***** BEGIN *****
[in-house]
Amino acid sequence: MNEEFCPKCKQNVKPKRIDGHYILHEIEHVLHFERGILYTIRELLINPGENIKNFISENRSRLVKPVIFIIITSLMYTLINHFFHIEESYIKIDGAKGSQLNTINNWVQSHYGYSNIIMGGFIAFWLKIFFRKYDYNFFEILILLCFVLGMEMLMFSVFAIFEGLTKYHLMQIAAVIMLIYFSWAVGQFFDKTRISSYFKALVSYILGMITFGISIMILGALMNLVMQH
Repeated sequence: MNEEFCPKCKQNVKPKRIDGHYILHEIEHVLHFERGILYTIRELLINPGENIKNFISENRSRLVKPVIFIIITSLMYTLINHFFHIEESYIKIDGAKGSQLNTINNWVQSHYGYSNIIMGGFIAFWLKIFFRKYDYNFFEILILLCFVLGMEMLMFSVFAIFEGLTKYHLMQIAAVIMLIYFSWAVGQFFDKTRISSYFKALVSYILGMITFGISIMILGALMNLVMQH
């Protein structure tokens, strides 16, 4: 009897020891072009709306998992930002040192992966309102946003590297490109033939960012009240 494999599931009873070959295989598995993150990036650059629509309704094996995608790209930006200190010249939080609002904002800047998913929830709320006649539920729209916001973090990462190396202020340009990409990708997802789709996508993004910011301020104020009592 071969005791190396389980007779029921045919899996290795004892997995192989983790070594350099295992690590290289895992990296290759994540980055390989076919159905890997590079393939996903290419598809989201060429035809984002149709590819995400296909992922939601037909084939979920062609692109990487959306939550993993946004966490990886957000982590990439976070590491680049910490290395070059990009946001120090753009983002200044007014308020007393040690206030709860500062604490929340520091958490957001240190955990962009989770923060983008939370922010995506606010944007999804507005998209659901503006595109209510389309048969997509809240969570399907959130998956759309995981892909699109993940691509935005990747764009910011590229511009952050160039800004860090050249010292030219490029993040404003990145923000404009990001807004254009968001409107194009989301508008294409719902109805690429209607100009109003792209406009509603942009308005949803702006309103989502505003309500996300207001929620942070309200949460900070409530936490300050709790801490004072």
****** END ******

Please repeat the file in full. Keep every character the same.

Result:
[in-house]
Amino acid sequence: MNEEFCPKCKQNVKPKRIDGHYILHEIEHVLHFERGILYTIRELLINPGENIKNFISENRSRLVKPVIFIIITSLMYTLINHFFHIEESYIKIDGAKGSQLNTINNWVQSHYGYSNIIMGGFIAFWLKIFFRKYDYNFFEILILLCFVLGMEMLMFSVFAIFEGLTKYHLMQIAAVIMLIYFSWAVGQFFDKTRISSYFKALVSYILGMITFGISIMILGALMNLVMQH
Repeated sequence: MNEEFCPKCKQNVKPKRIDGHYILHEIEHVLHFERGILYTIRELLINPGENIKNFISENRSRLVKPVIFIIITSLMYTLINHFFHIEESYIKIDGAKGSQLNTINNWVQSHYGYSNIIMGGFIAFWLKIFFRKYDYNFFEILILLCFVLGMEMLMFSVFAIFEGLTKYHLMQIAAVIMLIYFSWAVGQFFDKTRISSYFKALVSYILGMITFGISIMILGALMNLVMQH
């Protein structure tokens, strides 16, 4: 009897020891072009709306998992930002040192992966309102946003590297490109033939960012009240 494999599931009873070959295989598995993150990036650059629509309704094996995608790209930006200190010249939080609002904002800047998913929830709320006649539920729209916001973090990462190396202020340009990409990708997802789709996508993004910011301020104020009592 071969005791190396389980007779029921045919899996290795004892997995192989983790070594350099295992690590290289895992990296290759994540980055390989076919159905890997590079393939996903290419598809989201060429035809984002149709590819995400296909992922939601037909084939979920062609692109990487959306939550993993946004966490990886957000982590990439976070590491680049910490290395070059990009946001120090753009983002200044007014308020007393040690206030709860500062604490929340520091958490957001240190955990962009989770923060983008939370922010995506606010944007999804507005998209659901503006595109209510389309048969997509809240969570399907959130998956759309995981892909699109993940691509935005990747764009910011590229511009952050160039800004860090050249010292030219490029993040404003990145923000404009990001807004254009968001409107194009989301508008294409719902109805690429209607100009109003792209406009509603942009308005949803702006309103989502505003309500996300207001929620942070309200949460900070409530936490300050709790801490004072």